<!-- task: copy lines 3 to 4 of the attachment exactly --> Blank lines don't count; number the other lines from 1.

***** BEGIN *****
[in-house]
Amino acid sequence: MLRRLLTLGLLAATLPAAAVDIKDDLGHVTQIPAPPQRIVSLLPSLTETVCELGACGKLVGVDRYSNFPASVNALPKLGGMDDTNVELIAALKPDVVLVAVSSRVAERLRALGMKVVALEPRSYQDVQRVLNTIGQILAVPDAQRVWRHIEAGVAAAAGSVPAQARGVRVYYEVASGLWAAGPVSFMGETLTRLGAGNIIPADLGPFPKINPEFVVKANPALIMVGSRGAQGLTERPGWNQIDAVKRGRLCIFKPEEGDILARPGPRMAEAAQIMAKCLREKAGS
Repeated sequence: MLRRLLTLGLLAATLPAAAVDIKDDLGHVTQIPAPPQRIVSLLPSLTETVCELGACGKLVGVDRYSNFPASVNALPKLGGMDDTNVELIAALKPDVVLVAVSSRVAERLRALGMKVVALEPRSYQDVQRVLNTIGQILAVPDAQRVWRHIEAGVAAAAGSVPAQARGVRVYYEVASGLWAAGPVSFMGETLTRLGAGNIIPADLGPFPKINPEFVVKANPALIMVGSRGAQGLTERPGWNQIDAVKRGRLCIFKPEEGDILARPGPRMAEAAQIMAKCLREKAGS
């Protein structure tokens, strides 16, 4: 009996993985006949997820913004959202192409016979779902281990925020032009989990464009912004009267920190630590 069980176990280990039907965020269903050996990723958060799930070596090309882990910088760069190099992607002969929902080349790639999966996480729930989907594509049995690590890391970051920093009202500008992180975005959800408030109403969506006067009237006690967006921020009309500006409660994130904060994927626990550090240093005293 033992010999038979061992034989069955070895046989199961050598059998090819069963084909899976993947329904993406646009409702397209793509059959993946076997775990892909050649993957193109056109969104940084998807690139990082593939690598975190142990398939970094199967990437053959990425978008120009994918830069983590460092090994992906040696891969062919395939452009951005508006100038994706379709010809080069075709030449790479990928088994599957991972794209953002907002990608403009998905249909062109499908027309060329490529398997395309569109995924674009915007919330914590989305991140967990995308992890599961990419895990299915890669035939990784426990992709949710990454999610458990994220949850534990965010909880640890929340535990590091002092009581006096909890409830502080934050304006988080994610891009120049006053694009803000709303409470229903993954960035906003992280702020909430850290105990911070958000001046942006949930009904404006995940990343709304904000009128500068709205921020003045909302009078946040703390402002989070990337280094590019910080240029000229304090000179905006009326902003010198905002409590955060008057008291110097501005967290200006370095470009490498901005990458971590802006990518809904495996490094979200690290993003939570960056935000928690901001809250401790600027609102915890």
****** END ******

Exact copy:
Repeated sequence: MLRRLLTLGLLAATLPAAAVDIKDDLGHVTQIPAPPQRIVSLLPSLTETVCELGACGKLVGVDRYSNFPASVNALPKLGGMDDTNVELIAALKPDVVLVAVSSRVAERLRALGMKVVALEPRSYQDVQRVLNTIGQILAVPDAQRVWRHIEAGVAAAAGSVPAQARGVRVYYEVASGLWAAGPVSFMGETLTRLGAGNIIPADLGPFPKINPEFVVKANPALIMVGSRGAQGLTERPGWNQIDAVKRGRLCIFKPEEGDILARPGPRMAEAAQIMAKCLREKAGS
């Protein structure tokens, strides 16, 4: 009996993985006949997820913004959202192409016979779902281990925020032009989990464009912004009267920190630590 069980176990280990039907965020269903050996990723958060799930070596090309882990910088760069190099992607002969929902080349790639999966996480729930989907594509049995690590890391970051920093009202500008992180975005959800408030109403969506006067009237006690967006921020009309500006409660994130904060994927626990550090240093005293 033992010999038979061992034989069955070895046989199961050598059998090819069963084909899976993947329904993406646009409702397209793509059959993946076997775990892909050649993957193109056109969104940084998807690139990082593939690598975190142990398939970094199967990437053959990425978008120009994918830069983590460092090994992906040696891969062919395939452009951005508006100038994706379709010809080069075709030449790479990928088994599957991972794209953002907002990608403009998905249909062109499908027309060329490529398997395309569109995924674009915007919330914590989305991140967990995308992890599961990419895990299915890669035939990784426990992709949710990454999610458990994220949850534990965010909880640890929340535990590091002092009581006096909890409830502080934050304006988080994610891009120049006053694009803000709303409470229903993954960035906003992280702020909430850290105990911070958000001046942006949930009904404006995940990343709304904000009128500068709205921020003045909302009078946040703390402002989070990337280094590019910080240029000229304090000179905006009326902003010198905002409590955060008057008291110097501005967290200006370095470009490498901005990458971590802006990518809904495996490094979200690290993003939570960056935000928690901001809250401790600027609102915890």